Aerobics is a high-energy exercise class set to music. It will get your heart pumping, help you burn off body fat and improve your body's strength, shape and tone. Plus, it can be great fun!
What is aerobics good for?
Aerobics is a gym class, set to music and led by a qualified instructor who takes you through a variety of structured movements that raise your heart rate and get blood and oxygen flowing more quickly. Aerobics includes a range of movements and exercises that work on all areas of your body, from gentle jogging on the spot to tummy crunches.
A regular workout will:
strengthen your heart muscle and lungs by making them work harder; with regular exercise, you can lower your blood pressure and cholesterol
stimulate the circulation of blood and lymph around your body, so help strengthen your immune system
burn calories and reduce your body fat
raise your serotonin levels, stimulate your brain to release endorphins and give you a natural "high", easing any stress or anxiety
increase your strength so you are less prone to injury
improve the shape and tone of your body.
When you undertake any exercise class, choose the right one for your level of fitness. You'll usually find aerobics classes at beginner, intermediate and advanced levels.
If you are, or think you might be pregnant, stick to low-impact aerobics; you can probably find a class specially for mums-to-be.
Don't do aerobics if:
you have a history of heart or respiratory problems
you have problems with your joints
you have recently had surgery, or are prone to or recovering from injury.
Consult your doctor if you have any other medical condition.
What to expect from aerobics
Wear comfortable clothes that allow you to move freely, such as leggings and a t-shirt. Trainers with sweat-absorbing socks are a good idea, too. It's also a good idea to take off your make-up beforehand to allow your skin to breathe.
An aerobics class usually lasts 45 minutes to one hour. The instructor will take you through different levels of movement. You'll start with gentle, low-intensity warm-up exercises including stretches as well as some light jogging, and gradually work up to high-intensity exercises that will help you burn calories. You will get quite out of breath and feel your heart working. If you feel any pain or are unhappy with a movement, stop.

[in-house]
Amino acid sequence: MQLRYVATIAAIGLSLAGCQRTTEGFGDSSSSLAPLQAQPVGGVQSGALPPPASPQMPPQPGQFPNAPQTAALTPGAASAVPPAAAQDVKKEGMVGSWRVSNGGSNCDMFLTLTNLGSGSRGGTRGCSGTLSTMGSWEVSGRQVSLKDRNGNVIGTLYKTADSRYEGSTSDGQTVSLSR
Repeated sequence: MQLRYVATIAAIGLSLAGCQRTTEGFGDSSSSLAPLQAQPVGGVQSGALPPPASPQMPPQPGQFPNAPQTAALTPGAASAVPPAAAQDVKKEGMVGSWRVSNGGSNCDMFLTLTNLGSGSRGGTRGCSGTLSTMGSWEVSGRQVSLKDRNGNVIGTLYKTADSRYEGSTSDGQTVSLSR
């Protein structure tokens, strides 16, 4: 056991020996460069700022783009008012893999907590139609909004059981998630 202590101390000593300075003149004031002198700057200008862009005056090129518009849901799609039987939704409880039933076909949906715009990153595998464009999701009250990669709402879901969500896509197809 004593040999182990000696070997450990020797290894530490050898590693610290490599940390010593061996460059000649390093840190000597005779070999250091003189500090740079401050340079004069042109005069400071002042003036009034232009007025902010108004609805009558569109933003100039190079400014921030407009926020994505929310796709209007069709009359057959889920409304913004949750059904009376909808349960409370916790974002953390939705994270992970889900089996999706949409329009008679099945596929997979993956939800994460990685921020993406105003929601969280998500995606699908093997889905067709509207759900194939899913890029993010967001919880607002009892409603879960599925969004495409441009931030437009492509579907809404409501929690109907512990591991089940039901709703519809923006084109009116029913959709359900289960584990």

Your instructor will then take you back down in intensity to gradually lower your heart rate. Some classes include a few minutes of rest or guided meditation to relax and calm before you leave.
Be prepared for some potentially complicated routines; some instructors may also use jargon you aren't familiar with. Try not to get self-conscious if you don't do everything in time first time, or kick as high as the person next to you, and start to grapevine when you should be diamond-stepping. You'll soon catch on, so you might as well try to find it hilarious in the meantime. Think of your serotonin levels.
After a good aerobics class, you should feel energised (if a bit tired out). If you haven't done the class before, you might feel a bit sore a few days later. This is because your body has worked some dormant muscles; the achiness will ease off.
You can go straight back into your day afterwards; just leave yourself time to shower as you'll sweat in the class. Drink plenty of water.
Different kinds of aerobics
Apart from different classes for different levels of fitness, there are variations out there:
High-impact aerobics: This very energetic form of exercise features movements that lift you off the ground: jumping, hopping and jogging. It is very vigorous. It's probably a class to graduate to rather than start with as you need to be quite fit. It can also be demanding on your joints; not a good option if yours aren't strong.
Low-impact aerobics: This exercise focuses on floor-based exercises, stretches and movements. While still giving you a good workout, this more sedate form of aerobics doesn't put so much pressure on your joints. Because it is less vigorous, low-impact aerobics is especially good for pregnant women, older people, anyone who is overweight, people who have weak joints, and people recovering from injury.
Body conditioning: This class focuses on intensive, but low-impact exercises which tone, shape and strengthen muscles. Classes may also include some light, high-repetition weight training, and often focus on particular areas such as "bums and tums".
"Kickfit" or kick-aerobics: A variation on high-impact aerobics, a kick aerobics class incorporates martial-arts style kicking and other moves to the exercise routines, but is non-contact.
Step aerobics: Step aerobics combines low-impact and body-conditioning exercises with a raised platform or "step" to intensify the workout for your lower body. Step aerobics is particularly beneficial for developing and strengthening the muscles in your legs, spine and hips, also works on your co-ordination, and is good for strengthening bones. Step aerobics can be pretty tough and you can "feel it working" (we're sure you know what we mean); you should feel results quite quickly.
Dance aerobics: A mixed-impact aerobics class with a dance slant -- from jazzercise to aeropop -- is a great way to have fun and shape up at the same time. The movements and exercises depend on the kind of dance that inspired the class -- maybe more ballet, bellydancing or bhangra. The class will involve a similar ratio of warm up, high-intensity and cool-down exercises as other classes.
Body pump: Body pump is one of a range of branded classes that are run in exactly the same way, and involve the same exercises across the UK, and in gyms across the world.